Despite a year of airline customer service snafus, power outages and other operational failures, consumers participating in the J.D. Power airline satisfaction survey credited the industry with its seventh consecutive year of improved services.
According to the J.D. Power 2018 North America Airline Satisfaction Study, overall passenger satisfaction with airlines improved six points to 762 (on a 1,000-point scale) in 2018, a record high.
Consumers expressed increased satisfaction with aircraft (+15 points); boarding/deplaning/baggage (+10); reservations (+11); and costs & fees (+8).
“With a single exception, airlines in North America show consistent improvements across all the factors, from booking a ticket to handling luggage,” said Michael Taylor, travel practice lead at J.D. Power.
“Operationally, it’s never been a better time to fly. Passengers perceive greater value in ticket prices; checking in has never been easier; passengers are more satisfied with the actual aircraft; and airlines have improved their baggage-handling performance."
Taylor, however, said consumers were not as crazy about the carriers’ “in-flight services factor,” including food, beverage and entertainment systems. “Today’s passengers expect trouble-free connectivity for personal devices and airlines are challenged to keep pace with the technology that can achieve that goal. This is important because passengers are far more likely to have a positive experience with an airline if they are entertained during their flight,” he said.
Southwest is best of the best
Among traditional carriers, Alaska Airlines ranked highest for the 11th consecutive year, with a score of 775, performing “particularly well” in all seven factors that J.D. Power ranks for in their study. The company said the low-cost carrier’s rating was boosted by “a great deal of improvement” from new overhead bins that fit roll-aboard bags better than traditional bins. Delta Air Lines (767) ranked second.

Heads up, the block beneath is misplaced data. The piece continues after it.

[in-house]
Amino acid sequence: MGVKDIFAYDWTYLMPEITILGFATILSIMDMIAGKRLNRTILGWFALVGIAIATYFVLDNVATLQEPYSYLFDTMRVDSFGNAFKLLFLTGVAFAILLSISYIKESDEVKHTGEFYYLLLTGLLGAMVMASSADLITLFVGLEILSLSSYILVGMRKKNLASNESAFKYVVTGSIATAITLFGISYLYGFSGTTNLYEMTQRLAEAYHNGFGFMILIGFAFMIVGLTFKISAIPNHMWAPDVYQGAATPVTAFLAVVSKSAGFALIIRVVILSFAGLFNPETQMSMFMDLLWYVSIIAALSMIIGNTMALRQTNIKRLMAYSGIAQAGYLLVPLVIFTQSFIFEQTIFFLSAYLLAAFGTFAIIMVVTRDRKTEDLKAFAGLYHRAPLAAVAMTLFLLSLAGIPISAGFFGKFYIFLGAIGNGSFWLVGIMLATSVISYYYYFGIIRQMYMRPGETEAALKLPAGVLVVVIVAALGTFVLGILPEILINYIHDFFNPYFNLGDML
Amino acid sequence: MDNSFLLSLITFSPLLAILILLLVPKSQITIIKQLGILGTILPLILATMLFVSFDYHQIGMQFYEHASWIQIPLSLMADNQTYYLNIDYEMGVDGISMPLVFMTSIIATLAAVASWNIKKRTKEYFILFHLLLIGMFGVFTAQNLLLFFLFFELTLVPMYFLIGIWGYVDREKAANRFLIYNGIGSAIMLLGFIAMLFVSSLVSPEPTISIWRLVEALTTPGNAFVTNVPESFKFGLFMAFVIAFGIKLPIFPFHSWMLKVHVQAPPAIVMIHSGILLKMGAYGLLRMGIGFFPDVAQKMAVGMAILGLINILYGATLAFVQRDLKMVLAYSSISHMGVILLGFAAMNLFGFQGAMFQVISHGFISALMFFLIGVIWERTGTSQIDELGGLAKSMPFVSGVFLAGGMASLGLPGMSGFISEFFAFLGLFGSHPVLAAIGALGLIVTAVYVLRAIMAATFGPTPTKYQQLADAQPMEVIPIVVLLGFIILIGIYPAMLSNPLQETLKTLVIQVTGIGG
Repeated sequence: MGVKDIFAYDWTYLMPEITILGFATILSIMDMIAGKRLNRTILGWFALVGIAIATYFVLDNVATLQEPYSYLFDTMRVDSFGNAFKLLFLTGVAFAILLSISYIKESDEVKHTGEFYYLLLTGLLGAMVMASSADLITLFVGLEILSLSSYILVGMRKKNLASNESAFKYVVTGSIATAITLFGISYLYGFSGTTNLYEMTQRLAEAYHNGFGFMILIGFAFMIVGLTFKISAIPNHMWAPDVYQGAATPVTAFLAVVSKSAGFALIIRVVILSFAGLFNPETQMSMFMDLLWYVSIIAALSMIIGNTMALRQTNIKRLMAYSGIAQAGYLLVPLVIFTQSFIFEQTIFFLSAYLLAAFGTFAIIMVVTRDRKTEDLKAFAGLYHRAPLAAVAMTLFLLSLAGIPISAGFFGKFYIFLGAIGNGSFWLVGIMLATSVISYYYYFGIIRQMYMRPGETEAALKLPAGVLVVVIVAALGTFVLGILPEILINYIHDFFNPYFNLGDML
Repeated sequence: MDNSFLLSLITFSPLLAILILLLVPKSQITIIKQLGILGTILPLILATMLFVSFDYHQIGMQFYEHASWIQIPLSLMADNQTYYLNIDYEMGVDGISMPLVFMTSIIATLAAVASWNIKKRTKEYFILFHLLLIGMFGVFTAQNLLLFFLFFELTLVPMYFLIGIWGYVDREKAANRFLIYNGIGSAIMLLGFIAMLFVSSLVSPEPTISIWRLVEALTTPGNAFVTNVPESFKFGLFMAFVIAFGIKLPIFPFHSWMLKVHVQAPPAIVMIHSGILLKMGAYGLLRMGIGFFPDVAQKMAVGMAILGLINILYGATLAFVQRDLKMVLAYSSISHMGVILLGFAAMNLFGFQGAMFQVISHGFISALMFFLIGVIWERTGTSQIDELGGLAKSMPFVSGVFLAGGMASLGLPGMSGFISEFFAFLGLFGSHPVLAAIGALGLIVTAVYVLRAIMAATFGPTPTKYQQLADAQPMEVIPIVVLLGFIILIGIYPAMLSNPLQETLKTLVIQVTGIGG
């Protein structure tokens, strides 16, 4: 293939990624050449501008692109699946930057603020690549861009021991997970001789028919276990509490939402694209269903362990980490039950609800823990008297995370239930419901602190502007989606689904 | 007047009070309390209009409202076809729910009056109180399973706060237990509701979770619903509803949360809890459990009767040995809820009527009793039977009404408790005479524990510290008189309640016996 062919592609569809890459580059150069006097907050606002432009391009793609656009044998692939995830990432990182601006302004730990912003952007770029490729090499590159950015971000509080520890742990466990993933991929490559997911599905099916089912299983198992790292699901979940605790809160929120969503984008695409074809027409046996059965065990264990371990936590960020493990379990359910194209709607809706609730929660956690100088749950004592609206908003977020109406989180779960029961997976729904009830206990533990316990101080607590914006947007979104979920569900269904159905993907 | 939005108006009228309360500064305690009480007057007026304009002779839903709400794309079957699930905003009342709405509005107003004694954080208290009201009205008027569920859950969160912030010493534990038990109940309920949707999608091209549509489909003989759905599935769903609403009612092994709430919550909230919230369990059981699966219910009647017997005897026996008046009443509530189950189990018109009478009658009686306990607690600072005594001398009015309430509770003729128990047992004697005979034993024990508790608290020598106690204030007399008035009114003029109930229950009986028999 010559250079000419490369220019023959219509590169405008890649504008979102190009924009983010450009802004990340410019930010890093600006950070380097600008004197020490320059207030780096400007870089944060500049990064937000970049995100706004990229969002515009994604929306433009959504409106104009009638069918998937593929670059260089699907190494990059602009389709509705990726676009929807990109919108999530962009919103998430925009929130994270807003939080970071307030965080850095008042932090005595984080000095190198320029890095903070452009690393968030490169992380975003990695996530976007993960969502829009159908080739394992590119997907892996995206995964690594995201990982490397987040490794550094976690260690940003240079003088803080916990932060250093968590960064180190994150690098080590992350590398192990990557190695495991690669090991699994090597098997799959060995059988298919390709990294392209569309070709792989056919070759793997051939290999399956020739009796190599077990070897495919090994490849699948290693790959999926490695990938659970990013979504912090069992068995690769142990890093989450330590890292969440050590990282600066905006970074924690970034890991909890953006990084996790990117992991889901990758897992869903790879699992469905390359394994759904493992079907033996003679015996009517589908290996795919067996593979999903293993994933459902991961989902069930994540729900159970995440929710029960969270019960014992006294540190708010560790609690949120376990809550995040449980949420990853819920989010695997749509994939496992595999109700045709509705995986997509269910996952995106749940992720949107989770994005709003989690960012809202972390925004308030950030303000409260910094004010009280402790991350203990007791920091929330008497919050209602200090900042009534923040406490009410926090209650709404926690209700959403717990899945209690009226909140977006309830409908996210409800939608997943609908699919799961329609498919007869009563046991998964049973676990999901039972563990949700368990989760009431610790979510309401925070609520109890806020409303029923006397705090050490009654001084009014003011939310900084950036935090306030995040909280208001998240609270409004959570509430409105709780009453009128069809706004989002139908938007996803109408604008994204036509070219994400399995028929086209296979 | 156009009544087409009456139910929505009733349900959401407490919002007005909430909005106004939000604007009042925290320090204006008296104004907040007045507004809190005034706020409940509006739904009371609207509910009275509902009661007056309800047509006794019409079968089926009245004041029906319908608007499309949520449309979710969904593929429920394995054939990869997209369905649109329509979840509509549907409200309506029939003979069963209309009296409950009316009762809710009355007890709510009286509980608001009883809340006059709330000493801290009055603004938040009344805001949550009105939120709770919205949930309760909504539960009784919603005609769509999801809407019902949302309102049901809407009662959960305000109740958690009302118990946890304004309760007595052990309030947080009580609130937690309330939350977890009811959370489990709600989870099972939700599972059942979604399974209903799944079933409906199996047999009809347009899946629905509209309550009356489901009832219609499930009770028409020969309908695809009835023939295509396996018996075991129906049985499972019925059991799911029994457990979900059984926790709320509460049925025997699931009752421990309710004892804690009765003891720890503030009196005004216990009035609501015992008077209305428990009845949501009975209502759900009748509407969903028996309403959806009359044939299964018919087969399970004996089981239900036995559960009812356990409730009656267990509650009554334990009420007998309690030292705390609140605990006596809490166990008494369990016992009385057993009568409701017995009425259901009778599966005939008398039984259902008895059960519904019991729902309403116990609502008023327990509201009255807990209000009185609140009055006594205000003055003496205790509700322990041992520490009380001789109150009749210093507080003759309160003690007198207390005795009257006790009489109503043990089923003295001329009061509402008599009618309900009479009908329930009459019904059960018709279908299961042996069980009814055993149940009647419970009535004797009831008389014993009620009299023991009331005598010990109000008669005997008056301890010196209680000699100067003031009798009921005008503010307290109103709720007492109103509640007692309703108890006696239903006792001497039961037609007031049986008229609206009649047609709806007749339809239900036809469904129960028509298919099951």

Among low-cost carriers, Southwest Airlines ranked highest for the second consecutive year, with a score of 818. Southwest’s fleet improvements helped it rise to the top, just ahead of JetBlue Airways (812).
Despite its self-inflicted woes, Allegiant Air showed the most improvement in overall customer satisfaction from last year, increasing 58 points to 725; while Air Canada increased 25 points to 734.
The North America Airline Satisfaction Study is in its 14th year, measuring passenger satisfaction with airline carriers in North America based on performance in seven factors (in order of weighting importance): cost & fees; in-flight services; aircraft; boarding/deplaning/baggage; flight crew; check-in; and reservation.
The study measures passenger satisfaction among both business and leisure travelers and is based on responses from 11,508 passengers who flew on a major North American airline between March 2017 and March 2018. The study was fielded between April 2017 and March 2018.